Both polymeric and regular sand are types of sand that are used in the construction industry.
2. Both May Be Used for Jointing Paving
Polymeric sand and regular sand may both be used for filling the joints of pavers including bricks, paving stones, and natural stone. Ultimately, they both fill the gaps between the paving units.
Differences Between Polymeric Sand and Regular Sand
The differences between polymeric sand and regular sand are more obvious than their similarities. But the main difference is that regular sand doesn’t bind with the pavers.
1. Manmade vs. Natural
Because polymeric sand is manufactured, it’s easy to say that a primary difference between it and regular sand is manmade vs natural. While partly true, this is not entirely valid. As we’ve already said, natural sand is often processed to make it suitable for construction uses. But it is true that regular sand doesn’t have the same kind of additives that polymeric sand has.
2. Uses for Paving
Regular sand is an acceptable material for filling the joints between pavers. It is also ideal for the base required with any paving installation. Polymeric sand, on the other hand, is specifically formulated as a jointing material. It is not suitable for use as bedding.
Most people will agree that polymeric sand has a cleaner look. It is also available in a variety of colors while regular sand is the color of the sand!
Polymeric sand also inhibits weed growth and prevents insects from getting into the joints.
Regular sand is considerably cheaper than polymeric sand.
Polymeric Sand vs Regular Sand: Which of the Two Should You Use for Pavers?
There are many differences between polymeric and any type of so-called regular sand, as described above. However, you can use either type for paving. That said, many professional paving companies maintain that if you want to achieve an A1 finish, you should opt for polymeric sand, even though the costs will be greater.
First off, polymeric sand is designed to improve the interlocking capabilities of paving bricks, slabs, and stones. As such, when used correctly, it is more durable than regular sand. Keep in mind, however, that polymeric sand is only suitable for filling joints that are 1 inch in size or smaller.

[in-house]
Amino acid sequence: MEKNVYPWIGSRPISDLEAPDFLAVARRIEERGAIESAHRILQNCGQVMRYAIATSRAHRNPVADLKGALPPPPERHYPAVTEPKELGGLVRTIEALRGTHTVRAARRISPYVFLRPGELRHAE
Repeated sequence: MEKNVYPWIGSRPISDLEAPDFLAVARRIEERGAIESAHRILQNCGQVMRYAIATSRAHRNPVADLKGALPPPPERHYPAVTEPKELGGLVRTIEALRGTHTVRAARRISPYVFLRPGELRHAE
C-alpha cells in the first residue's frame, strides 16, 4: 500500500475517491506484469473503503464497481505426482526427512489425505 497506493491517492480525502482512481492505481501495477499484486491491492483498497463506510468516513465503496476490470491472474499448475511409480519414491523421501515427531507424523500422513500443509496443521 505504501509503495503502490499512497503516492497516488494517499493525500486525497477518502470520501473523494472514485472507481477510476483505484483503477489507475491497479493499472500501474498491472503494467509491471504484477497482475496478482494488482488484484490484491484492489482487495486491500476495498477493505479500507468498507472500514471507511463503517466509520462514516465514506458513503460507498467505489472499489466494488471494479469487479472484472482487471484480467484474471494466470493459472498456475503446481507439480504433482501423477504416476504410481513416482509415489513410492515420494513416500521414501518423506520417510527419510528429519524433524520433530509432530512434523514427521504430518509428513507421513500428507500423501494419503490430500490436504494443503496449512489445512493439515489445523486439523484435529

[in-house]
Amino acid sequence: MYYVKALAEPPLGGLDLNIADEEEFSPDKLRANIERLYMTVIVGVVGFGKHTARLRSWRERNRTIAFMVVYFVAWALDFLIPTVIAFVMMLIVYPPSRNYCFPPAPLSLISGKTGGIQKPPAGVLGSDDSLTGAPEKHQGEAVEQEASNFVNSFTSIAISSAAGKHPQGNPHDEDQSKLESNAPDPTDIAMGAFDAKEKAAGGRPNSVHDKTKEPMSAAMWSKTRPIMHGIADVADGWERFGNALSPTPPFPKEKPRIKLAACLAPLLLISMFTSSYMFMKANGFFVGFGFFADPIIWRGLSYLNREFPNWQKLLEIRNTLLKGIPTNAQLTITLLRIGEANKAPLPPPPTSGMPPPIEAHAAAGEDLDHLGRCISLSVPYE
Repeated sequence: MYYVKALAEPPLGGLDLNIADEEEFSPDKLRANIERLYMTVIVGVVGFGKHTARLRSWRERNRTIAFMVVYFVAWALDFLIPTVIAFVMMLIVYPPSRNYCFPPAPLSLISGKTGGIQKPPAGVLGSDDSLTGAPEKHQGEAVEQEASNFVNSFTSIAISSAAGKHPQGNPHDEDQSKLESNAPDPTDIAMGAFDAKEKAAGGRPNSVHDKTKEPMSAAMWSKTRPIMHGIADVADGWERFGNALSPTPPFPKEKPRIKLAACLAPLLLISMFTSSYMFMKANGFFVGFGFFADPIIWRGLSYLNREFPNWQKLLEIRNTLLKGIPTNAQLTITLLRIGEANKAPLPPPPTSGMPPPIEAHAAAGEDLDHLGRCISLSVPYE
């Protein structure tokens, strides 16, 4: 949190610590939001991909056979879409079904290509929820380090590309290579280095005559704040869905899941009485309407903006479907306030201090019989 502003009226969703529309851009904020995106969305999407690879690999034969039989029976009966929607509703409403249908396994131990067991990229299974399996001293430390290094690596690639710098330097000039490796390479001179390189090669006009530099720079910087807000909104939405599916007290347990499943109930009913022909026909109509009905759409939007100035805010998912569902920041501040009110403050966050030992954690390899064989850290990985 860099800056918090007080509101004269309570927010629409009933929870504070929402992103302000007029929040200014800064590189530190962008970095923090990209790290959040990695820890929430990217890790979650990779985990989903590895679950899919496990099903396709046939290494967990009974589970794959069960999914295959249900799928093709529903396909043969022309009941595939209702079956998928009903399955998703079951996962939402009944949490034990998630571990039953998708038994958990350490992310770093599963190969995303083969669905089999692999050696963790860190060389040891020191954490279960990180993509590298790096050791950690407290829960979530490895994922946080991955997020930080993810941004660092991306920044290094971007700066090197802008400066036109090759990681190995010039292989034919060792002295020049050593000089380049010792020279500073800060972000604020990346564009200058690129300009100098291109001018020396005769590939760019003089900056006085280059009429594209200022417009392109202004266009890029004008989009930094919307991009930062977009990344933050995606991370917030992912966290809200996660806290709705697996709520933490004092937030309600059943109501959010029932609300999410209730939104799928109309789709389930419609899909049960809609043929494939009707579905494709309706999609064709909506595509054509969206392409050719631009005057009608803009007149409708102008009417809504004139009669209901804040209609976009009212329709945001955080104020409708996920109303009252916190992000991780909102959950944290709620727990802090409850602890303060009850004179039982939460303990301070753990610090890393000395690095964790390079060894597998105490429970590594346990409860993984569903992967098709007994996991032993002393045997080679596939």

Polymeric sand as a jointing material will usually last up to 10 years. Some manufacturers say it will last up to 15 years. Regular sand is more likely to wash out over time, even if it is mixed with cement.
Polymeric sand is considerably more expensive than most types of regular sand. It is also more difficult to use correctly.
If polymeric sand isn’t installed correctly it can fail. But then again, that will happen with any building material. For example, if you use too much water during installation the sand will wash out of the joints. If you don’t use enough, it won’t set properly.
Polymeric sand hasn’t been around for much more than two decades, but it has already established itself as a superior material to use for jointing. While it’s definitely more expensive, it binds with pavers and prevents weeds from growing in the joints. It dries more quickly than regular sand applications too.
Even though it’s more expensive and must be installed correctly, polymeric sand offers a professional finish that regular sand cannot offer.
How Does Polymeric Sand Compare with Other Materials?
Read the articles below to see how polymeric sand compares with: